Sunday, April 11, 2010

Calling B.S. on a prescriptivist

In today's edition of the Express-News, this letter to the editor appears.

Headline a faux pas

I reluctantly acknowledge there is a “dumbing down” of America, but I would never believe the Express-News or any responsible newspaper would pander to that movement.

However, on Page 1 April 2, you printed a story about the census under the headline, “Where you were at, not where you're from, counts.”

Where you were at? Never end a sentence with a preposition. How about “Where you reside ...”? Or “Where you presently reside ...”?

I understand issues of space and layout, but that shouldn't compromise the standards of journalism and grammar.

Kathleen Trottier

Editor'snote: The Express-News acknowledges the grammatical faux pas, which was committed by a copy editor, not the author of the story.

And I respond in the comments with this:
Kathleen Trottier and borderplex [another commenter on the same article] are both wrong, and the Express-News editors are wrong to acknowledge their supposed "gotcha." There is no "faux pas" in ending a sentence with a preposition because there is no "rule" in English that demands it. Respected writers have been ending their sentences with prepositions for hundreds of years, and only stiff prescriptivists insist we should adhere to this shibboleth at every turn. "Where you were at" communicates the message just fine in English, and it breaks no rules.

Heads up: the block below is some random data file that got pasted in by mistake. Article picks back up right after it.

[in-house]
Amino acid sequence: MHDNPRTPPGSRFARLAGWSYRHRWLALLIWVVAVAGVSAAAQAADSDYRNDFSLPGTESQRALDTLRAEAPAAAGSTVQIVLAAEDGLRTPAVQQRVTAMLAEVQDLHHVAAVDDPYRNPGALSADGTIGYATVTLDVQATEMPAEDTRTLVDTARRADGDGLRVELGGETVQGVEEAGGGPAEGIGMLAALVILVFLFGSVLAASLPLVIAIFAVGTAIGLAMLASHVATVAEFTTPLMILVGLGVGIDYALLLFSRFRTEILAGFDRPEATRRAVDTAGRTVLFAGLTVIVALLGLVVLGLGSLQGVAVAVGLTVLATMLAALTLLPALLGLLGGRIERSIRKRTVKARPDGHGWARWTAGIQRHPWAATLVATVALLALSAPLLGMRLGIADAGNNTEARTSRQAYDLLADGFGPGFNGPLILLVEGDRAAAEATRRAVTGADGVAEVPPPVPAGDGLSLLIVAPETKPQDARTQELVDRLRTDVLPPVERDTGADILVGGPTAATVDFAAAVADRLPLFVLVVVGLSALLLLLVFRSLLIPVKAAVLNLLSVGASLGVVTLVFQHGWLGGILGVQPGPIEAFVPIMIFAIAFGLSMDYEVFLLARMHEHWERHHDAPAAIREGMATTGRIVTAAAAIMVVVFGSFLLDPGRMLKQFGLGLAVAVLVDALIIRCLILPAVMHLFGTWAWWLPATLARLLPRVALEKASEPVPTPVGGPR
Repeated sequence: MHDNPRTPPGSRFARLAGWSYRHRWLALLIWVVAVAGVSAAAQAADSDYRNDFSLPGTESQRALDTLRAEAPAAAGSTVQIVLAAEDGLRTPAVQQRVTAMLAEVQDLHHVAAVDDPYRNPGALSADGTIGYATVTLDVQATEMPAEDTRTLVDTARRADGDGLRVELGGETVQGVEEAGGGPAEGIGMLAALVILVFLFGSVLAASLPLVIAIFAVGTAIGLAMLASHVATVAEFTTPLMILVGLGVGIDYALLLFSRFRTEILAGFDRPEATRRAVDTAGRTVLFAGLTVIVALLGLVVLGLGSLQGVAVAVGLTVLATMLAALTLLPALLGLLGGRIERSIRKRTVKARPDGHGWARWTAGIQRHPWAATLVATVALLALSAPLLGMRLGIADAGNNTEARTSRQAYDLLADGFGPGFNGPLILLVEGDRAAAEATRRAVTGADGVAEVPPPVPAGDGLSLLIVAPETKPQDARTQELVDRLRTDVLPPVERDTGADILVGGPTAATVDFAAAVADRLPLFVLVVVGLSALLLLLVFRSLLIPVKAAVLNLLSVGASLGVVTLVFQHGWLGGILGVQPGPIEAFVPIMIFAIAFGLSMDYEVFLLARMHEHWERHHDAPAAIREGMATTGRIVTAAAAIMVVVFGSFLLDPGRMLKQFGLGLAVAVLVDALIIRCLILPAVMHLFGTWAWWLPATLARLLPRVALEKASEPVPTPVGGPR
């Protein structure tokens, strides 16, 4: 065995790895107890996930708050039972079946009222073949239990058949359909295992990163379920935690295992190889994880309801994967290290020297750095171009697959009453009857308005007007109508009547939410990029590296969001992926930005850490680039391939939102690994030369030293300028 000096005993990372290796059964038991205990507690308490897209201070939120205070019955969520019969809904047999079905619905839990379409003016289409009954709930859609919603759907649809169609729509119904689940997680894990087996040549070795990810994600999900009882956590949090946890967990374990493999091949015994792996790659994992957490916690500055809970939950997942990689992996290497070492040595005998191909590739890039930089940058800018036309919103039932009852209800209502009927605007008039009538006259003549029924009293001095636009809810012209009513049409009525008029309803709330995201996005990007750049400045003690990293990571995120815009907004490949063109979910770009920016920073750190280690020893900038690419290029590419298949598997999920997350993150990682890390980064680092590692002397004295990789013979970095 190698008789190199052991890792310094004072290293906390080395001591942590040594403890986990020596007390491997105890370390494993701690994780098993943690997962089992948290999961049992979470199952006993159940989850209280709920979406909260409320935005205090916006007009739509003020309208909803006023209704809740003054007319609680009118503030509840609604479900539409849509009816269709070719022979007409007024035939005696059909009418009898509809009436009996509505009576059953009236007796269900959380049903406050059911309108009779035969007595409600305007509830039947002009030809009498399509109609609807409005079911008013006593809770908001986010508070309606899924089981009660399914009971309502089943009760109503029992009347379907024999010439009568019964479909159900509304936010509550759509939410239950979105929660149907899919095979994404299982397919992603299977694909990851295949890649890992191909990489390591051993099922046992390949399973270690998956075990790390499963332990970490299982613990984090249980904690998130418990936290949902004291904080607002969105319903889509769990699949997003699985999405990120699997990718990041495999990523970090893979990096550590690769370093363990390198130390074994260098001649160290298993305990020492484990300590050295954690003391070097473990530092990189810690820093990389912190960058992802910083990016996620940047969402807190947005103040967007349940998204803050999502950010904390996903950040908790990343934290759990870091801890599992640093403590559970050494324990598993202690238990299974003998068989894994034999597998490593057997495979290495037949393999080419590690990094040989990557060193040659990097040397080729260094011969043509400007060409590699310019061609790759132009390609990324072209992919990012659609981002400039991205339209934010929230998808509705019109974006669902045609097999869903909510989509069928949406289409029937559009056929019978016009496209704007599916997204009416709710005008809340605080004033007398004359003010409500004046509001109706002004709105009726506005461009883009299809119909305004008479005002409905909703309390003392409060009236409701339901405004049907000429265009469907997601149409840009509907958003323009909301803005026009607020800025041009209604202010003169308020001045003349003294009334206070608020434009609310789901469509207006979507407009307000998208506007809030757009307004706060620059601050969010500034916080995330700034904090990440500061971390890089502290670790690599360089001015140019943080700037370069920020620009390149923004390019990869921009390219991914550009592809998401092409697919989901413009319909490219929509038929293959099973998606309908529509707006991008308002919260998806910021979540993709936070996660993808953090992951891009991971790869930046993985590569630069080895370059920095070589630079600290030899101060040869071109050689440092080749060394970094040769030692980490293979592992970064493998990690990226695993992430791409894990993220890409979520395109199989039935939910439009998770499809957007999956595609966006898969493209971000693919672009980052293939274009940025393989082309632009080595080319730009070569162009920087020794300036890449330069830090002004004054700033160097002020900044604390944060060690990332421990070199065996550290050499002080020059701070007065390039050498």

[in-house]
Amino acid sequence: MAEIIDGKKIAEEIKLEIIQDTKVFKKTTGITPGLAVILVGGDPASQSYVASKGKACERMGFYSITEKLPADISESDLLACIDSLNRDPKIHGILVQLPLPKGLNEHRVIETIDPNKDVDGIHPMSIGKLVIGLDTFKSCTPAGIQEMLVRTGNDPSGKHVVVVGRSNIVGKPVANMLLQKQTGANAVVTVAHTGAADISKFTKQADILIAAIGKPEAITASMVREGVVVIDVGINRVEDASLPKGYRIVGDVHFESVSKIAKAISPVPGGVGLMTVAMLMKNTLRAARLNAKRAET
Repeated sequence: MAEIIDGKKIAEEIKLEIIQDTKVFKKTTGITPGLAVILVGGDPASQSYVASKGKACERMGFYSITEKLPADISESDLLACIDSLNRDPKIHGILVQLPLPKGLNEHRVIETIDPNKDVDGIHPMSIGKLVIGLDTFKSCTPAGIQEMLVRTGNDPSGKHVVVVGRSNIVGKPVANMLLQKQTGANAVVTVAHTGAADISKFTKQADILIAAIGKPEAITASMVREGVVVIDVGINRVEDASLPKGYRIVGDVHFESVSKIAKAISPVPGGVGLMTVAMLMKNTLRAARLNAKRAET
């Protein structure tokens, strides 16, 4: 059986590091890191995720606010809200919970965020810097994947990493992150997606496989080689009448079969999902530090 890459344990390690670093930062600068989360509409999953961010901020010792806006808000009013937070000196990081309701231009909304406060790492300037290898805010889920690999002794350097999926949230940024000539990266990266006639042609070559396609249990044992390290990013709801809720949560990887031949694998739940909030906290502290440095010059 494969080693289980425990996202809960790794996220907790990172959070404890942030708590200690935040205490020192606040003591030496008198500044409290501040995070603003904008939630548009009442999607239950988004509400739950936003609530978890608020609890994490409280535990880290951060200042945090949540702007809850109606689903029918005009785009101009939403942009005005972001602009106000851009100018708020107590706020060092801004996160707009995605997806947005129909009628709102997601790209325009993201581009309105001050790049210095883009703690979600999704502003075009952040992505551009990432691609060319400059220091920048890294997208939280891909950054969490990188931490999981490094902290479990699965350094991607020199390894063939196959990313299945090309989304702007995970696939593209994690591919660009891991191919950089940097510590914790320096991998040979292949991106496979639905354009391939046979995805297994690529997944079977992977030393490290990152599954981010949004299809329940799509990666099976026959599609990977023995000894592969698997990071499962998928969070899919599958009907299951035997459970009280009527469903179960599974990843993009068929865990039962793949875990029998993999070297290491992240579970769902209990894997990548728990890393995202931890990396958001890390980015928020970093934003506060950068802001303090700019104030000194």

For a more nuanced approach to this issue, check out what Jack Lynch has to say about it.
On the other hand — and it's a big other hand — old-timers shouldn't always dictate your writing, and you don't deserve your writing license if you elevate this rough guideline into a superstition. Don't let it make your writing clumsy or obscure; if a sentence is more graceful with a final preposition, let it stand.
Good writing to all, and to all a good night.

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